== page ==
The following article was published on www.oregonsportsnews.com on 11 July 2013.
I recently started working at a preschool. One of my greatest and wisest friends once mentioned this and I’m constantly reminded of it now: small children are like tiny drunk people.
If you’ve ever been near one of these itty bitty, messy, wobbly, nonsensical, smack-talking tots, you may have an idea of what I’m talking about. They walk into things. They fall over. They’re loud and they get angry for no apparent reason. They have shmutz on their faces all the time and they don’t seem to care.
Now before I make these children sound like little psychos, I will mention that they’re hilarious and very kind, imaginative souls. They do use one phrase, however, which I can’t stand and have a personal vendetta against.
These two words seem to be a mantra for many of my students. This is particularly true at the age of five and below, especially when it comes to creativity, trying new things, andplaying.
“Draw a heart!”
My eye started twitching at the lack of “please” in this command. Did this five-year-old really not know how to draw a heart? And demand me to do so?
“I’m going to draw it here and then you draw it onto your paper, okay?” I told him.
“No, I can’t,” he replied.
“I need help on the monkey bars!”
“Oh! Did you try?”
“No. I can’t. I’m too little.”
I not only went on a rant about size, ability, and “trying our very best” at this point, but about feminism. To a three-year-old.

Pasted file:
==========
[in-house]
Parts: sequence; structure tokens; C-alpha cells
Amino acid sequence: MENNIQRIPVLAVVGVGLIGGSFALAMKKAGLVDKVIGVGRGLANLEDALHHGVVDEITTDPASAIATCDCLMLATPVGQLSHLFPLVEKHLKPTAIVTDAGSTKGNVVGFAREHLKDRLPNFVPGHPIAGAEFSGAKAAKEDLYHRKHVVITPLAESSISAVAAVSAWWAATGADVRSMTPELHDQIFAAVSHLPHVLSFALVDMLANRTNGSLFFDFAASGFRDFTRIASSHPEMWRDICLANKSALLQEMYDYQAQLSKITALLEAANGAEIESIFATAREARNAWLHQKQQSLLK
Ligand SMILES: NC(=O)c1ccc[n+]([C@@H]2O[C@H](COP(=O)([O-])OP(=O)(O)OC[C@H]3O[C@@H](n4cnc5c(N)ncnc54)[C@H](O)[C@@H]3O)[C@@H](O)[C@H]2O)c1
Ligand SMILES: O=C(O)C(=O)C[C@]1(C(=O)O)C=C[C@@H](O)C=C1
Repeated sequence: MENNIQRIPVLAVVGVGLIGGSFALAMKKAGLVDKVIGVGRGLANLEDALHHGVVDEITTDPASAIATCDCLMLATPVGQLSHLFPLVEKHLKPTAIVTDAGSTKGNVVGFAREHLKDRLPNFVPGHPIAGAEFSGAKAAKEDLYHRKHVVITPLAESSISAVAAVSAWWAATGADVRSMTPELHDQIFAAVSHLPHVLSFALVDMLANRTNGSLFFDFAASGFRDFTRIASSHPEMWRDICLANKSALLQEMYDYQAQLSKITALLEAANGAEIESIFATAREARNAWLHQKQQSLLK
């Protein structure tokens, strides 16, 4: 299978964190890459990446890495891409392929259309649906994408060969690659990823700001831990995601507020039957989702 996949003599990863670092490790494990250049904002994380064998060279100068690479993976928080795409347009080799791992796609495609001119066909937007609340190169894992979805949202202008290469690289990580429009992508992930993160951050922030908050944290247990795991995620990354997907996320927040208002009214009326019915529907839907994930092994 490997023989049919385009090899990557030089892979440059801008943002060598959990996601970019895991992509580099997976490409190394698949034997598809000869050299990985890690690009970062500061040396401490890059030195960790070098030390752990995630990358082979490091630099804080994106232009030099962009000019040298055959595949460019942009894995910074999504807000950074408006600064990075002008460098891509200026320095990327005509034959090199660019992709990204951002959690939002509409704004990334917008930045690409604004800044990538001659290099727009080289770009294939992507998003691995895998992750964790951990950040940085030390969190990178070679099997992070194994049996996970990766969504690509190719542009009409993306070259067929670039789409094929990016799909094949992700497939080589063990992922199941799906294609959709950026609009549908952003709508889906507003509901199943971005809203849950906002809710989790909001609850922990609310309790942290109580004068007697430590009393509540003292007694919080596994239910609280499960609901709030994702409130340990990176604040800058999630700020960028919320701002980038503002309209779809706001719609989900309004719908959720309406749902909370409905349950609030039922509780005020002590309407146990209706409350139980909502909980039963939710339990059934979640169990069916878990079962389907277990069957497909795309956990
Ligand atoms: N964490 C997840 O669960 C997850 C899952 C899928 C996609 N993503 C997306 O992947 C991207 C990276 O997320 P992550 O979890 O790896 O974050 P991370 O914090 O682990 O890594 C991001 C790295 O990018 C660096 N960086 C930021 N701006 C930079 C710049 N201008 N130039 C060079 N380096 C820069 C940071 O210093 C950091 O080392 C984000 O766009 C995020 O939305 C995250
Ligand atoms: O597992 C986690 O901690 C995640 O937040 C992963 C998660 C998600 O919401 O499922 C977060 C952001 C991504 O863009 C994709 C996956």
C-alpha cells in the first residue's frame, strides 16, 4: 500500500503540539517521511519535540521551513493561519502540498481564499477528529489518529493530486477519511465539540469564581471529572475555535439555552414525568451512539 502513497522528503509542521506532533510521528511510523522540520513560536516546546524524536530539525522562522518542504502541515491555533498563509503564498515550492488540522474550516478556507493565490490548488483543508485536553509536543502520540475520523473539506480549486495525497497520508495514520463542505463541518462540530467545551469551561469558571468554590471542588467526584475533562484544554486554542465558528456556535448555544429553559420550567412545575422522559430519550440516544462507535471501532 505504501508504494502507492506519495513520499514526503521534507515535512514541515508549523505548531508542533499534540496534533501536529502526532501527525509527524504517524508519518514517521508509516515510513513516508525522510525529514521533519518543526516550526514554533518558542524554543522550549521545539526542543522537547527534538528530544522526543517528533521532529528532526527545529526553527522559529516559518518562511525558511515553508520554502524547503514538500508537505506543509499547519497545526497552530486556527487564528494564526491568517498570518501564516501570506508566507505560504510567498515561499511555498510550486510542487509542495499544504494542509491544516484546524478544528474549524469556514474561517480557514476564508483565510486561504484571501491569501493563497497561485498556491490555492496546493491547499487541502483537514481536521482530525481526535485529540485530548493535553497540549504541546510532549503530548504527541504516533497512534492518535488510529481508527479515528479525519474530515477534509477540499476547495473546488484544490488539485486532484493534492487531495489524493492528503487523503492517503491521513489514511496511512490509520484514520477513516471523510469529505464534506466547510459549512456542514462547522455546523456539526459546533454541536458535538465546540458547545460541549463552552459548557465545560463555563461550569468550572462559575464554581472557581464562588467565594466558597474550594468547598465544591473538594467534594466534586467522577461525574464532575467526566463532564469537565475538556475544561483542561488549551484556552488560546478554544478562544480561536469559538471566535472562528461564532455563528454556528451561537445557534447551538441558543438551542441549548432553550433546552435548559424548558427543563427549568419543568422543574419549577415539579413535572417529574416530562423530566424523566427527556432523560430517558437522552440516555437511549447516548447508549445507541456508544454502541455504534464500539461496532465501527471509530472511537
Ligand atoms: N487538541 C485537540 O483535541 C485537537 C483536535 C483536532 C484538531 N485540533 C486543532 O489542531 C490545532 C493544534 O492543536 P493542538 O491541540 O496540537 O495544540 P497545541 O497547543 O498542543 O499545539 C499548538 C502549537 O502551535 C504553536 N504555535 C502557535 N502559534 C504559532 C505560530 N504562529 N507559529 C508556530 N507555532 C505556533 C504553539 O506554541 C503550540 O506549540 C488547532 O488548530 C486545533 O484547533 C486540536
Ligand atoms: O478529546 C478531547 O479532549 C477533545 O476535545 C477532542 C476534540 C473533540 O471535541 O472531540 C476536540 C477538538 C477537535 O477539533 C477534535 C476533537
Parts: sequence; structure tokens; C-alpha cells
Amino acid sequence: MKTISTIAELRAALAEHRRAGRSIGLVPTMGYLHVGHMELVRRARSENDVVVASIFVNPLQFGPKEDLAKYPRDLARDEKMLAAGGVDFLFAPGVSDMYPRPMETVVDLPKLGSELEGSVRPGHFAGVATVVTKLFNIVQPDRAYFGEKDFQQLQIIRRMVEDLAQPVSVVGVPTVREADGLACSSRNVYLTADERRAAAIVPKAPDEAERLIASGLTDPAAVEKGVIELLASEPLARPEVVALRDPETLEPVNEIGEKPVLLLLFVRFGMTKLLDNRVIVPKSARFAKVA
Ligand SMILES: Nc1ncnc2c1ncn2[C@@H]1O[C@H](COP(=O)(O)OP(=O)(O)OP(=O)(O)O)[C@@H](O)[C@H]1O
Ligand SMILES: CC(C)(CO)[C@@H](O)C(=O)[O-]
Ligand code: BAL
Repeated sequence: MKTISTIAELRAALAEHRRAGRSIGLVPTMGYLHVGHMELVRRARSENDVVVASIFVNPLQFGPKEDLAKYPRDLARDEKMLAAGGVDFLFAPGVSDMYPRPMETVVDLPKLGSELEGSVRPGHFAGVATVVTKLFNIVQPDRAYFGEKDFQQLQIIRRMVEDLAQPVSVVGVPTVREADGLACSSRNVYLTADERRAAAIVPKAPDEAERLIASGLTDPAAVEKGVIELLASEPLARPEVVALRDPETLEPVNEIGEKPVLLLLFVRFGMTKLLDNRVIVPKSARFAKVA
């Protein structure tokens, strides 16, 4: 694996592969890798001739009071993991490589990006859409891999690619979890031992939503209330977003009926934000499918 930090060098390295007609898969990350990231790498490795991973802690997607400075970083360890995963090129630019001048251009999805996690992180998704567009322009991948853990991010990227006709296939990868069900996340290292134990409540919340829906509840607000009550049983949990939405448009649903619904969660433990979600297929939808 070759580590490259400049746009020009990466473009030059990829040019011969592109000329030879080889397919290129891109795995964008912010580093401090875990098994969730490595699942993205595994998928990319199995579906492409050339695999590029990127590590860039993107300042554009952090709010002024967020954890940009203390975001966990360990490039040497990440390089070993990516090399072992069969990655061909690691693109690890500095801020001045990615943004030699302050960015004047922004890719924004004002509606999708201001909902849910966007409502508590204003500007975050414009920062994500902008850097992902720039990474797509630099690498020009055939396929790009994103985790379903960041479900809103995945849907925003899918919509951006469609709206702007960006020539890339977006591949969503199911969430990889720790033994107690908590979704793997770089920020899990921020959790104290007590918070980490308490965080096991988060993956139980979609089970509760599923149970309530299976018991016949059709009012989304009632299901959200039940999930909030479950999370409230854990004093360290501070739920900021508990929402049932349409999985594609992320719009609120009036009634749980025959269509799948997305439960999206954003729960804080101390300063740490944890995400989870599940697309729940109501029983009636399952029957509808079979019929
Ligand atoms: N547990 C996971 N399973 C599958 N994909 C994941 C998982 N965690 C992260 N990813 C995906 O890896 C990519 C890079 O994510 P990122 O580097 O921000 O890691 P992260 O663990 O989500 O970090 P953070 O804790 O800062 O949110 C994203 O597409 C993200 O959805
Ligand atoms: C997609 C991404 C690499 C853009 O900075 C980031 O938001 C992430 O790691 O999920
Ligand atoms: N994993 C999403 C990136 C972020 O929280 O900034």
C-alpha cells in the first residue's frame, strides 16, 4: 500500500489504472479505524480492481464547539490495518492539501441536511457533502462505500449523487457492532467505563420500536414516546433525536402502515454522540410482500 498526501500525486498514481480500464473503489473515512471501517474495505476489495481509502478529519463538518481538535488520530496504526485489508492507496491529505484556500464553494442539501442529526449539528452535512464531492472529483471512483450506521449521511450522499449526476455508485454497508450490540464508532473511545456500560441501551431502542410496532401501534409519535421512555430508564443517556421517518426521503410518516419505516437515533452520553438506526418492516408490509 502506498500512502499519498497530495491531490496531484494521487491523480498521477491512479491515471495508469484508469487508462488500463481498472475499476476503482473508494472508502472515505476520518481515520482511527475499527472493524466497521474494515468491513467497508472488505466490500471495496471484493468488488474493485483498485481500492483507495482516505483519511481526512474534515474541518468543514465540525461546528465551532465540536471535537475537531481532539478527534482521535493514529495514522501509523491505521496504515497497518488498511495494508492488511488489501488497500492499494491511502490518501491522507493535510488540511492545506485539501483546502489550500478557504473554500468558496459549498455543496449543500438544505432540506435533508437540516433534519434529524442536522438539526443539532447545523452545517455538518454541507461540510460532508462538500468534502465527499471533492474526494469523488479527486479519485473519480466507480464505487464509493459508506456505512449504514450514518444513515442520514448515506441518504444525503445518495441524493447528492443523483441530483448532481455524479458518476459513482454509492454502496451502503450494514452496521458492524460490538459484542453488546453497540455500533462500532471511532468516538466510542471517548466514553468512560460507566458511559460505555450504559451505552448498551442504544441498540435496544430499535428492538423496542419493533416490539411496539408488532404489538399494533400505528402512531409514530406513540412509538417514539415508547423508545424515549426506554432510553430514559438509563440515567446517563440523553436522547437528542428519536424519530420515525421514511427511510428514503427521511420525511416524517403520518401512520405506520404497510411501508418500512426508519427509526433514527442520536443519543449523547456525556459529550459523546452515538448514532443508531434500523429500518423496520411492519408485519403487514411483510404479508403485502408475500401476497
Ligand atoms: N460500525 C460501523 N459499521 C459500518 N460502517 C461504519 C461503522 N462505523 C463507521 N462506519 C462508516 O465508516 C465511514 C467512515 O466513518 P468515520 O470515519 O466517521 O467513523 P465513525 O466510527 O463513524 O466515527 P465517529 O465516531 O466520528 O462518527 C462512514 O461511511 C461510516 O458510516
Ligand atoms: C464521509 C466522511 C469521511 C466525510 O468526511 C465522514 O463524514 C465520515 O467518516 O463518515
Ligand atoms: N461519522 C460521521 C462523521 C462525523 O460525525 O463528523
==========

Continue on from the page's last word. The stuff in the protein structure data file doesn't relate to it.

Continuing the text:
As I watched one of my two-year-old students teeter past me one afternoon, knocking everything over in sight, his complete lack of balance reminded me of my current mental state while practicing yoga asana.
Although finding balance is difficult, it’s a goal I strive for. My physical yoga asana practice has been calling for attention for months now and instead of thinking “I can’t,” I just need to know I’m ready. Although I’ve struggled to find a class, teacher, and studio I feel at home with, there’s no reason to give up and claim inability. All of the excuses in the world can fill up time and space in my head, but in the end, my hamstrings will continue to tighten, my body and mind will ache for its practice, and I’ll always feel that lacking and aching need for my missing daily asana time.
Although I’m sure I’ve used the dreaded “can’t” phrase more recently than I think, it’s one I consciously try to ban from my thinking. We are what we think and what we put out into the world will come right back to us.
There was a time last year when I did say “I can” a lot. I said it so much that I’m now a certified yoga instructor and y’know what that means? I can fix my tight hamstrings. I canbalance my own dang asana. So as I roll out my mat, step back into adho mukha svanasana, and hold for longer than is ever comfortable, my mantra will once again be I can.
The fact of the matter is, you’ll never be able to do anything unless you try. Stop making excuses. Stop expecting anything. Rely on that person who has always had it in them and start trusting yourself, because you’ll never be able to say “I did” unless you stop thinking “I can’t” (at least that’s what I’d tell my preschoolers if they’d listen).